Comparison of Phacotrabeculectomy and Trabeculectomy in the Treatment of Primary Angle-closure Glaucoma (PACG)
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|ClinicalTrials.gov Identifier: NCT01298635|
Recruitment Status : Completed
First Posted : February 18, 2011
Last Update Posted : February 18, 2011
Primary angle closure glaucoma (PACG) is caused by contact between the iris and trabecular meshwork, which in turn obstructs outflow of the aqueous humor from the eye. This contact between iris and trabecular meshwork (TM) may gradually damage the function of the meshwork until it fails to keep pace with aqueous production, and the pressure rises, and at last the optic nerve is damaged, the vision may be lost in some severe cases. Therefore, ocular pressure reduction is the key to treat the disease and prevent blindness. Trabeculectomy is the most common conventional surgery performed for glaucoma. This allows fluid to flow out of the eye through this opening, resulting in lowered intraocular pressure(IOP) and the formation of a bleb or fluid bubble on the surface of the eye.
Cataract surgery is common in the elderly. Cataract surgery is the removal of the natural lens of the eye (also called "crystalline lens") that has developed an opacification, which is referred to as a cataract. Cataract extraction includes intracapsular cataract extraction, extra capsular cataract extraction & phacoemulsification, and phacoemulsification is the preferred method. It has been reported that IOP reduction could occur in cataract patients with PACG after the cataract surgery. For some cases with PACG, such IOP reduction may be insufficient for neuronal protection, and many patients still require glaucoma medication and incisional surgery such as trabeculectomy to control IOP. In such cases, a combined cataract-glaucoma procedure (phacotrabeculectomy) is a reasonable option. In keeping with this concept, previous studies have shown that phacotrabeculectomy could effectively and simultaneously reduce IOP and improve vision in patients with a coexistence of PACG and vision-threatening cataract. However, phacotrabeculectomy may heighten inflammatory response, result in a higher frequency of postoperative complications such as hyphema and fibrin in the anterior chamber, endophthalmitis, and increased scarring of the filtering bleb. Thus, it is unclear whether phacotrabeculectomy is as effective and safe as trabeculectomy in lowering IOP for PACG patients.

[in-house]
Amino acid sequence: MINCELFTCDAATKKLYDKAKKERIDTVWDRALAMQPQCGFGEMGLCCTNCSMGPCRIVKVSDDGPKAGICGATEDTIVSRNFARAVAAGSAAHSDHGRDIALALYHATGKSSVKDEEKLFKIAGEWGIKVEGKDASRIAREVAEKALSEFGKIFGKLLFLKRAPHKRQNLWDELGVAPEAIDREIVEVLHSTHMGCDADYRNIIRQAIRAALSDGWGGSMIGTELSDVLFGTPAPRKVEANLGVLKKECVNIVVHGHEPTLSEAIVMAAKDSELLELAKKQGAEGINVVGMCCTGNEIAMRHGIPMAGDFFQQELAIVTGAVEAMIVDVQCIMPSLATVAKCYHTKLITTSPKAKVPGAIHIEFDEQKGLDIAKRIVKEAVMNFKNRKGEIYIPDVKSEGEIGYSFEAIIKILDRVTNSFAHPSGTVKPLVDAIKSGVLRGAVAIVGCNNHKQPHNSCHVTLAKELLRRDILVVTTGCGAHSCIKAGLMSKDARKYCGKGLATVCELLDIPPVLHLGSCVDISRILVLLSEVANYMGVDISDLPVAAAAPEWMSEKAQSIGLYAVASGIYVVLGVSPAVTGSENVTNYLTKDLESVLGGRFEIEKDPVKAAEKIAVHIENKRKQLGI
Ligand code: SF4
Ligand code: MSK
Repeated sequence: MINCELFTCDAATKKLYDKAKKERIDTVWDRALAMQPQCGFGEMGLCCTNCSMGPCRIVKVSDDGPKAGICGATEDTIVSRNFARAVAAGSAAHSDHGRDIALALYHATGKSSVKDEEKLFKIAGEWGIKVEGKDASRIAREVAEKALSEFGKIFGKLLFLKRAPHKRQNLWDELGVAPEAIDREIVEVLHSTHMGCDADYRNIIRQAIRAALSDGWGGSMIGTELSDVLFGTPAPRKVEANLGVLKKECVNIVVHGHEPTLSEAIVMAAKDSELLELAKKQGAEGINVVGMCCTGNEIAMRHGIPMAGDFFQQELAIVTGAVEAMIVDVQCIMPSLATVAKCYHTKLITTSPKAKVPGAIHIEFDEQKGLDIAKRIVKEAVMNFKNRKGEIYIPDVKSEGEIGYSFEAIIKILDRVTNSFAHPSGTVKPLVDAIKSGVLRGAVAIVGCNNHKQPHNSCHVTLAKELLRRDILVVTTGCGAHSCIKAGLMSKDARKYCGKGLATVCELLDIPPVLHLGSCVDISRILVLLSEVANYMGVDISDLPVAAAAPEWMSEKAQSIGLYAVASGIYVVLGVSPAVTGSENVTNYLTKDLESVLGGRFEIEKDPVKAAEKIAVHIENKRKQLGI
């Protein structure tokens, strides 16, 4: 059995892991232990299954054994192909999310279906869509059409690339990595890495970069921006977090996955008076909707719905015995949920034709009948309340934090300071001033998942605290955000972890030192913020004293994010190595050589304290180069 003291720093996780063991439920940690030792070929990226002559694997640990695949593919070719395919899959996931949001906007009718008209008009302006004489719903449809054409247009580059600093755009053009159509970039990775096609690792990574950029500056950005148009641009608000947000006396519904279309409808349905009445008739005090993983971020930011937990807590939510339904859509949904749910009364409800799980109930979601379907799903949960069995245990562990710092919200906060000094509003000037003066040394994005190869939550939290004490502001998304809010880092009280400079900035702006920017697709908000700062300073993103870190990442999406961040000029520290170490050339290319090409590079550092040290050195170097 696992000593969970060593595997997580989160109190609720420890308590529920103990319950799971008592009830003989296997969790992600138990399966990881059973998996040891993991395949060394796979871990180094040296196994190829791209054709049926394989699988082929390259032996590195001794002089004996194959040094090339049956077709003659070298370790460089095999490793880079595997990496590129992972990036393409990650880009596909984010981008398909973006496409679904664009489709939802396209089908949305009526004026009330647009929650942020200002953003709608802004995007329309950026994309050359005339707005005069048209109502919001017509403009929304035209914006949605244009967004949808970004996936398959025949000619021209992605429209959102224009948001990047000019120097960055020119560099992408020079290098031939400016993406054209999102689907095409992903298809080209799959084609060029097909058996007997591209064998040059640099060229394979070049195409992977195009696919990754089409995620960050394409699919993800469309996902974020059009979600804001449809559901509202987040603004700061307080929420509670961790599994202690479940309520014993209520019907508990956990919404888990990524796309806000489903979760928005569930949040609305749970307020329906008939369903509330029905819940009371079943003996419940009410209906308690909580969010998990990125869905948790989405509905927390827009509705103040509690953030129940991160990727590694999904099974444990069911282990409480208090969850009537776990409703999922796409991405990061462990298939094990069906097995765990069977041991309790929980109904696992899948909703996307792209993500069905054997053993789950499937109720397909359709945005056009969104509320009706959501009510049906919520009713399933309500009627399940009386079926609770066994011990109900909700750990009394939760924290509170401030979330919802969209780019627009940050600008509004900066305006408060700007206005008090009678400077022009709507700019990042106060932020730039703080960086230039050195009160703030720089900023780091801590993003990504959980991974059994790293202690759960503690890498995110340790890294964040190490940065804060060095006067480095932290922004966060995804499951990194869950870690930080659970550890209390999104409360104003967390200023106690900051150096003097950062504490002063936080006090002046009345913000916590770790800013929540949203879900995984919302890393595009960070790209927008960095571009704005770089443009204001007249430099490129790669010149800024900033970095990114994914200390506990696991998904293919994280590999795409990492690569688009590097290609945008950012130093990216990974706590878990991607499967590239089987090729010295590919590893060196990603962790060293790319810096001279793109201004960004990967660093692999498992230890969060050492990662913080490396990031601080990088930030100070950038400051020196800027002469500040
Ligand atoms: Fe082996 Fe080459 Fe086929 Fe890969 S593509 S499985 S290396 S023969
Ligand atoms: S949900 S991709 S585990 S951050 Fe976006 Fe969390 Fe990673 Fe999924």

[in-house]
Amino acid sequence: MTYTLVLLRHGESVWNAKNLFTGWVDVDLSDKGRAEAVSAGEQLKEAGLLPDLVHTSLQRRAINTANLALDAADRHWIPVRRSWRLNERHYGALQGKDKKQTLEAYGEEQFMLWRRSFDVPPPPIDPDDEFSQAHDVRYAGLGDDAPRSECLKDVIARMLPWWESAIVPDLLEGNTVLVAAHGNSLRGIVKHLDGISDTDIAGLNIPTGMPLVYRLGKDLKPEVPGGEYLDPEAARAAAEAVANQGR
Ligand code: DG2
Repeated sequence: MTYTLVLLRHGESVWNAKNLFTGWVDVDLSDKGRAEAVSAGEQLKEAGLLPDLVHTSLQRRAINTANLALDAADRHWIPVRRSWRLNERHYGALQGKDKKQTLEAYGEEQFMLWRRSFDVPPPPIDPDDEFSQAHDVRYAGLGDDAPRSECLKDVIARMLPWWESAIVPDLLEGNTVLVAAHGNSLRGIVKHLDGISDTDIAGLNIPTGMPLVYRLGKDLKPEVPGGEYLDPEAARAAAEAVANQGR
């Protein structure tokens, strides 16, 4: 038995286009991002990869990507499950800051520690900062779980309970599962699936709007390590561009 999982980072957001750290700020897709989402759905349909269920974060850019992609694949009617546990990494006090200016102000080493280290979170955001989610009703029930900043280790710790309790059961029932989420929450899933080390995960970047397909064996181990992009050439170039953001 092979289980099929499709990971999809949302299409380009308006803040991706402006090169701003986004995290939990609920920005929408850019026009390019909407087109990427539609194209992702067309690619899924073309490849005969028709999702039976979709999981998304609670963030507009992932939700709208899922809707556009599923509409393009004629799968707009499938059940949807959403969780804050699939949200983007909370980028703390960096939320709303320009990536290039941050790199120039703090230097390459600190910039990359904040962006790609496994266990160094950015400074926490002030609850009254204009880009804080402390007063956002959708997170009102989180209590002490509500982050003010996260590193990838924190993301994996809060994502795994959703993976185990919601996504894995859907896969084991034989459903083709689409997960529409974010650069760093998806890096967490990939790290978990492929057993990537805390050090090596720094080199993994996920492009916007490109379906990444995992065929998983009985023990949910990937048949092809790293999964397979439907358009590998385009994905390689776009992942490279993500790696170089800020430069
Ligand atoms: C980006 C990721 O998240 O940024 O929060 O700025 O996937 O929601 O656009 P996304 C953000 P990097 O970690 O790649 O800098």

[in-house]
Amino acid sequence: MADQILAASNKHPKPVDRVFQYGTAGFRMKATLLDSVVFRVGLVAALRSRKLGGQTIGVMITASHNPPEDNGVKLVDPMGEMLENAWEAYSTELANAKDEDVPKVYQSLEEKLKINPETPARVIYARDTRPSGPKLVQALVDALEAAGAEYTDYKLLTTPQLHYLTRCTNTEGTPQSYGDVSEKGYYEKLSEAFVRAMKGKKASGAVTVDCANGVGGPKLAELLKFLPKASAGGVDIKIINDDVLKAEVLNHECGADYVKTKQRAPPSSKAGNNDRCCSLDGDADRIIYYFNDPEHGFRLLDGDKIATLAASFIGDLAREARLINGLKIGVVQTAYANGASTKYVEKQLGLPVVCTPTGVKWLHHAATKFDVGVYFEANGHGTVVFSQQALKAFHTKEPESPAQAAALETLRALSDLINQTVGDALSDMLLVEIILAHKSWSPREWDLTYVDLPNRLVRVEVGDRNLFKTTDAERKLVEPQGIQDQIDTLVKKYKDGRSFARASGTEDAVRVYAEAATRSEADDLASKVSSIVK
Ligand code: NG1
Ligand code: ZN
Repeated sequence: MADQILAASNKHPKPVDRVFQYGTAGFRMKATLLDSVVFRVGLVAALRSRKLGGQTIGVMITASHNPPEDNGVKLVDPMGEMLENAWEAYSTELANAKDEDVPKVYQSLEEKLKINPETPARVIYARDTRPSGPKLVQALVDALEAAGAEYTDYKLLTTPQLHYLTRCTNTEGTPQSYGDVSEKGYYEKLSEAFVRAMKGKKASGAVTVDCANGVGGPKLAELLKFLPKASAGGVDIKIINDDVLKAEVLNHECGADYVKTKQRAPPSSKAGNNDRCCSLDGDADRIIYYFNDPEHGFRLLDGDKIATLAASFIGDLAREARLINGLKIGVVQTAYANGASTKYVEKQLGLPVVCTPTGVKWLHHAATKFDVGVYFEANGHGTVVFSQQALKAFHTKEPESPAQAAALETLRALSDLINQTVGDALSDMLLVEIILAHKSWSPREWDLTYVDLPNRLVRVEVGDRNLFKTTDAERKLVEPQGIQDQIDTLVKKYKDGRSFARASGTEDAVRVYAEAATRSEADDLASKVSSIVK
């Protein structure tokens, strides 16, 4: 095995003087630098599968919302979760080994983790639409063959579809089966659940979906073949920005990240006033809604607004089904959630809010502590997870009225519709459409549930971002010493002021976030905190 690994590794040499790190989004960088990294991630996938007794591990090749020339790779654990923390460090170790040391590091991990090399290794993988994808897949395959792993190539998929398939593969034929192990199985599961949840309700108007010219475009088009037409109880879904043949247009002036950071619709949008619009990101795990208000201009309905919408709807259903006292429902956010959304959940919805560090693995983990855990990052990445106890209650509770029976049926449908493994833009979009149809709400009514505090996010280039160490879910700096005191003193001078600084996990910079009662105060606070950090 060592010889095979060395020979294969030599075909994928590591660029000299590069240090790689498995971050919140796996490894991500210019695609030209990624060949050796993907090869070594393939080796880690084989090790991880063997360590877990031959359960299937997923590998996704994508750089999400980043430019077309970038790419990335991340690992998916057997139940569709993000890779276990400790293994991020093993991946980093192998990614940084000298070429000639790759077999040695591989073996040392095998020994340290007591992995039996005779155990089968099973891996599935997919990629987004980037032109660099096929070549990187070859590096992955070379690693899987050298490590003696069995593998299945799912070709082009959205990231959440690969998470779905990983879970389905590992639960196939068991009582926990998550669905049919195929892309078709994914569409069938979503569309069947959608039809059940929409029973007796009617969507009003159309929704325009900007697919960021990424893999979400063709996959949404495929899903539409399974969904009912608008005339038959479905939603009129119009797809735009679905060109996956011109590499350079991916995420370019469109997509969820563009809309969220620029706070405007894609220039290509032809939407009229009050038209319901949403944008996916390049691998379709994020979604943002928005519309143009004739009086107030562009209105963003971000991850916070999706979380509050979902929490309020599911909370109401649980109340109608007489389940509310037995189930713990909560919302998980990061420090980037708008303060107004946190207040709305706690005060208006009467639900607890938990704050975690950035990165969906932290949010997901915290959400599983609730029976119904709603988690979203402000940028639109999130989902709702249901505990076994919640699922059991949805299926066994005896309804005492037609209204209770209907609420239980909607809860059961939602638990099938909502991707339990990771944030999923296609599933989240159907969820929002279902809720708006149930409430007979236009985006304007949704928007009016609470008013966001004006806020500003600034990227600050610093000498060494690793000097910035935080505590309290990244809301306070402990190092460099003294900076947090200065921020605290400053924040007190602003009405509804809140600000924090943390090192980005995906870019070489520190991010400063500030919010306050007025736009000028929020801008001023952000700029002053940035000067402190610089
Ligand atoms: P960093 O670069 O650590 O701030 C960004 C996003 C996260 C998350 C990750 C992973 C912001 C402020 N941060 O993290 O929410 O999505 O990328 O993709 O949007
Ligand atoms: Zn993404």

In the present study, the investigators compared the efficacy and safety of phacotrabeculectomy and trabeculectomy in patients with coexisting PACG and cataract.
|Condition or disease||Intervention/treatment||Phase|
|Glaucoma, Angle-Closure Cataract||Procedure: combined phacotrabeculectomy Procedure: trabeculectomy||Not Applicable|
|Study Type :||Interventional (Clinical Trial)|
|Actual Enrollment :||31 participants|
|Intervention Model:||Parallel Assignment|
|Masking:||None (Open Label)|
|Official Title:||Comparison of Combined Phacotrabeculectomy and Trabeculectomy Only in the Treatment of Primary Angle-closure Glaucoma|
|Study Start Date :||January 2005|
|Actual Primary Completion Date :||January 2007|
|Actual Study Completion Date :||May 2007|
|Active Comparator: trab||
|Active Comparator: phacotrab||
Procedure: combined phacotrabeculectomy
trabeculectomy plus phacoemulsification with intraocular lens implantation
- reduction of intraocular pressure [ Time Frame: within 18 months after surgery ]the difference of intraocular pressure between preoperation and postopration at the last followup
- Number of Glaucoma medications [ Time Frame: within 18 months after surgery ]to compare the number of pre- and post-operative intraocular pressure lowering drugs
- Morphology of filtering blebs [ Time Frame: within 18 months after surgery ]The filtering bleb morphology was assessed using simplified the Indiana bleb assessment grading system with a slit-lamp.Then to analyze the number of eyes with different type of blebs
- Visual outcomes [ Time Frame: within 18 months after surgery ]best corrected visual acuity was measured on Snellen decimal charts and subsequently converted to the logarithm of the minimal angle of resolution (logMAR) for analysis.
- number of eyes with complications during and after surgery [ Time Frame: within 18 months after surgery ]number of eyes with different complications such as shallow anterior chamber, malignant glaucoma,hyphema, Exudation in the anterior chamber,Corneal edema,Choroidal detachment,intraocular pressure spike on postoperative day 1
To learn more about this study, you or your doctor may contact the study research staff using the contact information provided by the sponsor.
Please refer to this study by its ClinicalTrials.gov identifier (NCT number): NCT01298635
|Principal Investigator:||Jian Ge, MD, PhD||Zhongshan Ophthalmic Center, Sun Yat-sen University|